The Changing Face of Houston - Timbergrove Manor & Lazybrook
Photo by Chris Lane
Just west of The Heights are Timbergrove Manor and Lazybrook, two interesting neighborhoods consisting mostly of postwar, ranch style homes. I spent more than 15 years living on the western edge of The Heights, just a few blocks from Timbergrove Manor, and that neighborhood held a certain fascination for me. It still does, actually.
The area of The Heights that borders Timbergrove Manor seemed so very different in character. It was understandable, and, once again, the odd way Houston neighborhoods developed was to blame. The original homes in that part of the Heights seemed to have been built in the 1920s through the late '30s, while the homes in Timbergrove Manor and Lazybrook share a much more uniform look since those areas were developed in the postwar 1950s. While parts of the nearby Heights still look like a jumble of architectural styles from different time periods, with the occasional strangely placed commercial property thrown in for good measure, Timbergrove Manor and Lazybrook both have a much more planned appearance, and it gives them a certain charm that is different in feel than the more patchwork look of The Heights that is so close by.
The area that both Timberbrook Manor and Lazybrook occupy was originally settled in the early 1800s by farmers of German descent, and was characterized by scattered farms throughout an otherwise heavily wooded region. Nearby Spring Branch was also an area originally settled early on by German immigrants, and it is hard for most modern Houstonians to realize that areas so close to the city's center were developed into neighborhoods so recently.
While the Heights was established much earlier, and had entered into a lengthy period of decline by the time that the first houses in Timberbrook Manor and Lazybrook were being constructed in the early 1950s. Both of the newer neighborhoods featured postwar ranch style houses, most of which are located on very large lots. by inner loop standards.
Big trees, postwar ranch style homes, and large lot sizes are some of the common characteristics in both neighborhoods.
Photo by Chris Lane
By the 1970's, The Heights had transformed into a poor-to-working class community that had seen much better days, but what of Timbergrove Manor and Lazybrook? I asked my friend Mark Johnson what it was like back then, since he'd lived there as a kid growing up in the '70s and early '80s:
"I remember thinking that our neighborhood, which was near 11th Street Park and T.C. Jester felt safe and seemed like a good neighborhood. There was definitely a feeling that some of the areas outside of Timbergrove weren't good places to be riding your bike into. The Heights had rough spots and even Oak Forest had a patchy reputation back then, but you didn't feel like you were living in an area surrounded by serious danger either. At least I didn't, and I don't think most people living in the neighborhood did either. I personally don't think that surrounding areas were that bad, but Timbergrove did feel "nicer" or at least newer than some other nearby places."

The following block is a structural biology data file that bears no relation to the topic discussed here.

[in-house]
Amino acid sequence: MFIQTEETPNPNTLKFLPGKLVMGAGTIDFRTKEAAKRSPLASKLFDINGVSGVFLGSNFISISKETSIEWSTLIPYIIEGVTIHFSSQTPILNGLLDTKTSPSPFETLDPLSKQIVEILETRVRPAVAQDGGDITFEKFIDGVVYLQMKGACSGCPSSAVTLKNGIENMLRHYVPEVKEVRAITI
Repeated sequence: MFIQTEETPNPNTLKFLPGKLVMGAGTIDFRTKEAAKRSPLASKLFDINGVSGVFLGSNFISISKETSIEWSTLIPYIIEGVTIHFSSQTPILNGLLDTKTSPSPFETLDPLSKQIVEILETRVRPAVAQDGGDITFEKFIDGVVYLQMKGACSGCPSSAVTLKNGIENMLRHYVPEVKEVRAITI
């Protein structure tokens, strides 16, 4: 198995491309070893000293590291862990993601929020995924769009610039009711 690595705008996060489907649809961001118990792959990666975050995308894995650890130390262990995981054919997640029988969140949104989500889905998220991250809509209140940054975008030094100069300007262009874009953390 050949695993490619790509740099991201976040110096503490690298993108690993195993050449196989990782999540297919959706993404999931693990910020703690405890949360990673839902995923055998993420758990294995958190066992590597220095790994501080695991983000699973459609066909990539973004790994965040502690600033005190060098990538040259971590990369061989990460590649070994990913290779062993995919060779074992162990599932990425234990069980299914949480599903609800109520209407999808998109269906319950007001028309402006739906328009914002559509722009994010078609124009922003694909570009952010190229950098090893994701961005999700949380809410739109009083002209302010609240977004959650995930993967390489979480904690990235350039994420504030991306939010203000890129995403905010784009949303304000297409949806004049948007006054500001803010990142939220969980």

The neighborhoods were named for certain natural features - Timbergrove Manor for the abundance of trees, particularly pines that grow in the area, and Lazybrook was named for its proximity to White Oak Bayou. Driving through the area, the huge trees in particular are immediately noticeable, and give the neighborhoods a wooded character that is appealing. Of course, there is a downside to living near a bayou, and flooding is always a possibility. In the aftermath of huge storms like Allison, parts of Timbergrove Manor near me experienced terrible flooding, while my home in the Heights a few blocks away seemed to benefit from its namesake elevation.
Huge pines are everywhere in Timbergrove Manor.
Photo by Chris Lane
Like other centrally located older neighborhoods, both Timbergrove Manor and Lazybrook have recently been experiencing a huge demand with home buyers. I was astounded to see that some original homes are selling for close to half a million dollars. While the homes are undoubtedly nice, their location greatly heightens their appeal. Many of the residents I knew when I lived nearby seemed to have a particularly strong attachment to their neighborhoods. Hardly anyone I met seemed to want to ever move, while the area I was in, a few blocks away in the Heights, seemed to have a much more transient population of people buying luxury town homes, staying for a couple of years, and then moving again. For the most part, I didn't see a lot of Timbergrove Manor or Lazybrook homes being bulldozed by developers eager to exploit the area's new desirability, by building some giant McMansion when I drove through the area recently. I was sad to see a little of that going on, but it didn't seem nearly as prevalent as it is in nearby communities like Oak Forest, where entire streets are almost unrecognizable now.
One thing is almost certain, and both Timbergrove Manor and Lazybrook will continue to thrive as new generations of home buyers lured by the area's convenient central location, large yards and charming postwar homes settle in and develop the same neighborhood loyalty that I witnessed while living nearby.
Get the Theater Newsletter
Get a rundown of upcoming theater events and ticket deals in Houston.